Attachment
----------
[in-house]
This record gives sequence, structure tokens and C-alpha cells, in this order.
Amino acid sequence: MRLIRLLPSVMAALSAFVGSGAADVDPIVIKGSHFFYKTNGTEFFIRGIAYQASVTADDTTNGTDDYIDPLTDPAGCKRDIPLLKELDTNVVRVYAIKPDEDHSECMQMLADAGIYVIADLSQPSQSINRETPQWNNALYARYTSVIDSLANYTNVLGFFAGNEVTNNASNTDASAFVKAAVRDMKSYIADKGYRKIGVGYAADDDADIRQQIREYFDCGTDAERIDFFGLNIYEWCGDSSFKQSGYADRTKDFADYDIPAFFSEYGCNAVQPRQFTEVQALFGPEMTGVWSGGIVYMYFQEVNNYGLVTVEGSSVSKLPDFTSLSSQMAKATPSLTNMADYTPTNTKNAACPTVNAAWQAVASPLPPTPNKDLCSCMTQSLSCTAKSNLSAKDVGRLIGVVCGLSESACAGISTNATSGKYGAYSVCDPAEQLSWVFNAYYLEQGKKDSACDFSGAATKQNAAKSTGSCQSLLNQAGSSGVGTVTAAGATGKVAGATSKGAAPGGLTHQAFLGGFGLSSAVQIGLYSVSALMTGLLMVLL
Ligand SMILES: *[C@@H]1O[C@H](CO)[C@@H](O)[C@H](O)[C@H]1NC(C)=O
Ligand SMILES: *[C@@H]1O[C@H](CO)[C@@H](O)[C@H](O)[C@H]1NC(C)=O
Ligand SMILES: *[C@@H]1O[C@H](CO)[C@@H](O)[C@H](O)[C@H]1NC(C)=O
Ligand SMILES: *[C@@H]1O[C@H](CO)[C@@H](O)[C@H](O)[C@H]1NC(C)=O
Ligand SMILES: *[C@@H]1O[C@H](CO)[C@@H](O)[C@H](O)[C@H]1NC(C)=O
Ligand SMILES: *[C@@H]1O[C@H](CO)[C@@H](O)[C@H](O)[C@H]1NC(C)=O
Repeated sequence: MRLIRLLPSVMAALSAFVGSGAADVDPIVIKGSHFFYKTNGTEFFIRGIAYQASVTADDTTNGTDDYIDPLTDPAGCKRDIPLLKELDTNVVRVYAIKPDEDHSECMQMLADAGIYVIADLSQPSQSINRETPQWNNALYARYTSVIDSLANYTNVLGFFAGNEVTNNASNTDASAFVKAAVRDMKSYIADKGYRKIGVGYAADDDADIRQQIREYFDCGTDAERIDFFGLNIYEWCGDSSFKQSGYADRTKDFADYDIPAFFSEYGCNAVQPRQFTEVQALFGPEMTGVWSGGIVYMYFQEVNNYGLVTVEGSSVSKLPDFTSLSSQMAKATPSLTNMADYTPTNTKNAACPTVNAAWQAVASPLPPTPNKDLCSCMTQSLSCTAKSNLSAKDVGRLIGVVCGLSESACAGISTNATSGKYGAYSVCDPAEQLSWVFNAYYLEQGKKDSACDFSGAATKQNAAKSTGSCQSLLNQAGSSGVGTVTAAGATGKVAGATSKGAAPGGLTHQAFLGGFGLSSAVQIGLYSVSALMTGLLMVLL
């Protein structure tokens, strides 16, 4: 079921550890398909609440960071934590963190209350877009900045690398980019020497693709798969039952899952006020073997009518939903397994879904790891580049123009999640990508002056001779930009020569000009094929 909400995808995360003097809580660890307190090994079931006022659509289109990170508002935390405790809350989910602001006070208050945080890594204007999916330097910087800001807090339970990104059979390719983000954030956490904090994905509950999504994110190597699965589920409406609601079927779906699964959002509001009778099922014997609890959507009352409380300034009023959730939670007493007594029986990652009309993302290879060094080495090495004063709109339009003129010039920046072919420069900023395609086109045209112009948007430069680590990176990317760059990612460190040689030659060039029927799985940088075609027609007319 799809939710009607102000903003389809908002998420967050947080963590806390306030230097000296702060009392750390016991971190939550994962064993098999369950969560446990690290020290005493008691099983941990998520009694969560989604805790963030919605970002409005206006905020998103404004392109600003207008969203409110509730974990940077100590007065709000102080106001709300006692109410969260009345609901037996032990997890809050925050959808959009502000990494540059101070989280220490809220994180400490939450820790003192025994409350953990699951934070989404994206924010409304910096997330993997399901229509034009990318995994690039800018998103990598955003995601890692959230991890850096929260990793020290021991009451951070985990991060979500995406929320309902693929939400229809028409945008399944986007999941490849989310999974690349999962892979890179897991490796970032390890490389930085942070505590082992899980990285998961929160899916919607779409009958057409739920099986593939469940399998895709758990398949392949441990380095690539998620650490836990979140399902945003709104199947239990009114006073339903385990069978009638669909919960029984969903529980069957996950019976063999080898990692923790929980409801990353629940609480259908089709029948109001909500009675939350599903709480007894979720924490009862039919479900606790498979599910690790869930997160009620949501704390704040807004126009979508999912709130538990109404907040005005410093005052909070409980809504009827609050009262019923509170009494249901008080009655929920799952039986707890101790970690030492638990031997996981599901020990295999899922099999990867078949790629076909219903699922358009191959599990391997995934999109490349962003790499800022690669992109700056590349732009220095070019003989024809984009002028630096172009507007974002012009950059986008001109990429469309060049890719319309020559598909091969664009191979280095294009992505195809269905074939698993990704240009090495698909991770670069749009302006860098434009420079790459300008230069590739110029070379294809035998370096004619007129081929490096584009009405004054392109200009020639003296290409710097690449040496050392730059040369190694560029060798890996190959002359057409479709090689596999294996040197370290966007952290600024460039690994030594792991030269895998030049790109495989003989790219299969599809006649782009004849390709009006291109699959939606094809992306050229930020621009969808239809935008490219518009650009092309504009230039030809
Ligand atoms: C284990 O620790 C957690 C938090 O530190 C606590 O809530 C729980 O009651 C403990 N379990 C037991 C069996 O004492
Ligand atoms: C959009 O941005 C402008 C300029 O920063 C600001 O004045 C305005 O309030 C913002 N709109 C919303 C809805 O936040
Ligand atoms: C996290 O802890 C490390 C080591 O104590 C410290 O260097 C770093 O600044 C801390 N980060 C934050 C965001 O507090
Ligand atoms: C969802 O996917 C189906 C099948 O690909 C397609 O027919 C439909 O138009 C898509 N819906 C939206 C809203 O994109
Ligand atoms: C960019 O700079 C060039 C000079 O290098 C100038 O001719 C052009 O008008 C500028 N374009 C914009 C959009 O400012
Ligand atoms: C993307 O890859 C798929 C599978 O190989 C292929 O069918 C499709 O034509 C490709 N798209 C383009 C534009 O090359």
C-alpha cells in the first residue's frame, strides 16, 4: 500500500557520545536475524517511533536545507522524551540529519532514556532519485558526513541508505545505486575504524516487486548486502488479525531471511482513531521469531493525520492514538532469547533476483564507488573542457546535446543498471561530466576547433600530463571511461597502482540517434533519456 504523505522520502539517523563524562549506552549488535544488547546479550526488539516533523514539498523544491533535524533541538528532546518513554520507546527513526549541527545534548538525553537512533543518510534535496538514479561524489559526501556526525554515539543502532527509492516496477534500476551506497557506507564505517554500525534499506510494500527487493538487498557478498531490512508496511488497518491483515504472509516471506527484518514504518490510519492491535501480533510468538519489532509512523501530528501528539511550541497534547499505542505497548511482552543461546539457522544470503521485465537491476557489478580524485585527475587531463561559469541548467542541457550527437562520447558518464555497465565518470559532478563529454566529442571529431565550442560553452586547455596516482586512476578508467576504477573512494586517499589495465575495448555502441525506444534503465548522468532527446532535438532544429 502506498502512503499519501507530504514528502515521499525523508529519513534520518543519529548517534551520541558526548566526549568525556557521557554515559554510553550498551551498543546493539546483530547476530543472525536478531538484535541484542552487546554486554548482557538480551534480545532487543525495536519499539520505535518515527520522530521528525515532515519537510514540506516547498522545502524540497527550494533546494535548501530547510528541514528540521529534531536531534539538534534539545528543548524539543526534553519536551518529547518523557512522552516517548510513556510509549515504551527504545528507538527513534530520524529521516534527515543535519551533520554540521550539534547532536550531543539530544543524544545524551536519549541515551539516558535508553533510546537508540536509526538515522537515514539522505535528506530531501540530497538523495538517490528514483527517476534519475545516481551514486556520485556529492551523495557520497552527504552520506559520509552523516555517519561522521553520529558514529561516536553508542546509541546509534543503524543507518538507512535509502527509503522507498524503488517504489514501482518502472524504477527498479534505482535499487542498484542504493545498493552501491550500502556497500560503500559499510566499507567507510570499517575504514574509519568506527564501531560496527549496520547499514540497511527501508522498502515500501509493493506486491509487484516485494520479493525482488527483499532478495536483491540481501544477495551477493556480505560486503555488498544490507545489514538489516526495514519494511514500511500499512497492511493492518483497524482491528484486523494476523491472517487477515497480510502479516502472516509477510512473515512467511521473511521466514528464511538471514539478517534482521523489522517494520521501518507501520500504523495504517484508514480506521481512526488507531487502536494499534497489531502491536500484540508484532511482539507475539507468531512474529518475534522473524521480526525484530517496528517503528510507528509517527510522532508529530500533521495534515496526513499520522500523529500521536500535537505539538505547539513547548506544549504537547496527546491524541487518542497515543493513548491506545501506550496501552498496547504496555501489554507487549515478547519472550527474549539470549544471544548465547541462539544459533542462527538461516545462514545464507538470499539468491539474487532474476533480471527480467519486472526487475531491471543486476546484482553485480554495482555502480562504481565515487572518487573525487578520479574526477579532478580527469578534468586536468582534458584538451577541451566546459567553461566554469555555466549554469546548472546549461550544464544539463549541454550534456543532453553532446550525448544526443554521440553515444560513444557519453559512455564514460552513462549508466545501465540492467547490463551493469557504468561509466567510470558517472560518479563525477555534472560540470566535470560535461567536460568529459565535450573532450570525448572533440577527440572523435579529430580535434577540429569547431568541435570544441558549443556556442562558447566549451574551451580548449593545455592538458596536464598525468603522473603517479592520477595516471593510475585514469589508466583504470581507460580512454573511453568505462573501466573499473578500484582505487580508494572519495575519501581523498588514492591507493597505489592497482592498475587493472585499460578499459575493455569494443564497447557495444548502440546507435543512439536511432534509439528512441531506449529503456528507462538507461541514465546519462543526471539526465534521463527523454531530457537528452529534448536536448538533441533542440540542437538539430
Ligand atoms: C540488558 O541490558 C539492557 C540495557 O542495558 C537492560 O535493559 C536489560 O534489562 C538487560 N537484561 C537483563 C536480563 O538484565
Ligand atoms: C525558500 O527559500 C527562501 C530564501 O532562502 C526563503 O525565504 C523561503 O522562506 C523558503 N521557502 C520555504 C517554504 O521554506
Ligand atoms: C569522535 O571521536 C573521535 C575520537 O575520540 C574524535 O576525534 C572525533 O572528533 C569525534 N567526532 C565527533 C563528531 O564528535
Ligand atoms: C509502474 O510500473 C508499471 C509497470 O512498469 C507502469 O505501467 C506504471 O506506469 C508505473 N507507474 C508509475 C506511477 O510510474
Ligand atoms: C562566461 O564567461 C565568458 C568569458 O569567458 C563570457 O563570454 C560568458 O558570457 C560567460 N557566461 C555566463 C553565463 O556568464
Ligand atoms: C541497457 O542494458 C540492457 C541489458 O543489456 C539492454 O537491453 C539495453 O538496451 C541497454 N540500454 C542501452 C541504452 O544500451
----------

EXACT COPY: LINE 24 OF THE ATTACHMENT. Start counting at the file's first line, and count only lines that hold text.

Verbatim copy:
Ligand atoms: C541497457 O542494458 C540492457 C541489458 O543489456 C539492454 O537491453 C539495453 O538496451 C541497454 N540500454 C542501452 C541504452 O544500451